By Patricia Alisau

Master guitarrist Frank Gambale pulls strings to wow the crowd. Photo by Patricia AlisauForget the turkey and stuffing. The next time you want something special to rev up Thanksgiving, head to the Riviera Maya to feast on a Jazz Festival. And a tasty repast it promises to be with three nights of music under the stars on a moon-drenched beach beside the sea.  Did I also mention it’s free?

Always opening on Thanksgiving Day and stretching into the weekend, the host is Playa del Carmen, a charming coastal town gaining a reputation as the hottest vacation haven of the Mexican Caribbean. Attracting bigger and bigger crowds each year, the most recent Festival was the 11th in a row and drew an estimated 30,000 fans packed side-by-side on blankets, mats and even in pup tents. The largest fest of its kind in the country. the event marks the performance of some of the most respected Mexican and American jazz artists of today and there’s no doubt this was one of the reasons for the record turnout last Thanksgiving. Among the headliners, for example, was Earth, Wind & Fire, the Chicago jazz-soul band topping the charts in the 1970s and on tour around the world ever since. 

And they didn’t disappoint. When EWF took to the stage, the sudden rain (unusual for this time of year) pelting the crowd was cold but their rhythms were anything but as they belted out oldies such as “After the Love has Gone” and “In the Name of Love,” featuring the ever-flawless Phillip Bailey with his soprano falsetto. The tight musical synergy of the 14-member band synced into carefully choreographed dance moves and hip-swinging funk that was like the sugar coating of the evening.

But they were not the only group that brought the crowd to their feet hip-hopping barefoot in the sand. An interpreter of cumbia--music from Colombia with African/indigenous roots--Celso Pina rocked the Festival with his accordion, lending truth to his nickname, “Rebel of the Accordion.” Not content with pure cumbia, however, Pina cleverly fused it with norteno music from his native Monterrey, Mexico, which has a polka beat. It’s most likely what’s earned him several Latin Grammy award nominations.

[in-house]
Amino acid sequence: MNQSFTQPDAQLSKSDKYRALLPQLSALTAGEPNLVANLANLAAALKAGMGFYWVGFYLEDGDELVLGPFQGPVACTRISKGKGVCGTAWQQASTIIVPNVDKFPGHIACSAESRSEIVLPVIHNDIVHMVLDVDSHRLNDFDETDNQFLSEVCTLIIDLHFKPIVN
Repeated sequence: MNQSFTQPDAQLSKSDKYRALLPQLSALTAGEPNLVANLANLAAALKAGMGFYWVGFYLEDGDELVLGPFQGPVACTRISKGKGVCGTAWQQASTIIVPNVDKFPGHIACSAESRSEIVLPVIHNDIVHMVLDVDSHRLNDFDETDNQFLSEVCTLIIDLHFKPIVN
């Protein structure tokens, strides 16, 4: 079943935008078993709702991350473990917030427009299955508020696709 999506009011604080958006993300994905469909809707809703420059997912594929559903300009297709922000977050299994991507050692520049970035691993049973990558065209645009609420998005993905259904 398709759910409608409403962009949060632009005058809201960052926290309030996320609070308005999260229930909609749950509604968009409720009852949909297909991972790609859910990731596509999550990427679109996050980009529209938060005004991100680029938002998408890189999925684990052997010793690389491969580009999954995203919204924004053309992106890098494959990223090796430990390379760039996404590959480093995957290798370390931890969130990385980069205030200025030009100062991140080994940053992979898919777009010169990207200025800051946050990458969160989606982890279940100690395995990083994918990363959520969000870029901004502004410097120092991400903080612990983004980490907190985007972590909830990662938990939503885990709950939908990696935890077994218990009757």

Rebel of the Accordion, Celso Pina and his cumbia-norteno sounds. Photo by Patricia AlisauLocal talent was evident elsewhere as the show opened with Aguamala, a home-grown Mexican jazz group led by Fernando Toussaint, drummer and long-time musical director of the Festival.  Together with his brothers, they delivered some original numbers that ended with a surprise appearance by songstress sister, Cecilia Toussaint, an artistic legend in her own right. Traveling to Asia is on the group’s musical agenda for later this year.

It could have been a hard act to top but, next, Frank Gambale from New York wowed the crowd with his mastery of the guitar and was followed by the Clare Fischer Latin Jazz band where Brent Fischer turned out bossa nova and afro-Cuban mixes on his bass guitar. “Ritmo,” an album produced by Brent and his late father, Clare Fischer, won the 2013 Grammy Award for Best Latin Jazz Group.

Also among the acts were electric bass player, Jeff Berlin, who blended rock and blues with jazz, his signature fusions, and Dennis Chambers, a wizard with the drums, who started drumming at age 4. At the conclusion of the Festival, the enthusiastic Toussaint said his future dream team would also include icons such as Santana and Sting. And I’m sure he is working on it at this writing.

As for traditional Thanksgiving dinner, you can easily trade it in for Asian, Argentine, Mexican, Greek or Italian at any of the bistros and restaurants lining trendy Avenida 5, which foodie’s swear by.

For updates on the 2014 12th Annual Riviera Maya Jazz Festival, keep checking

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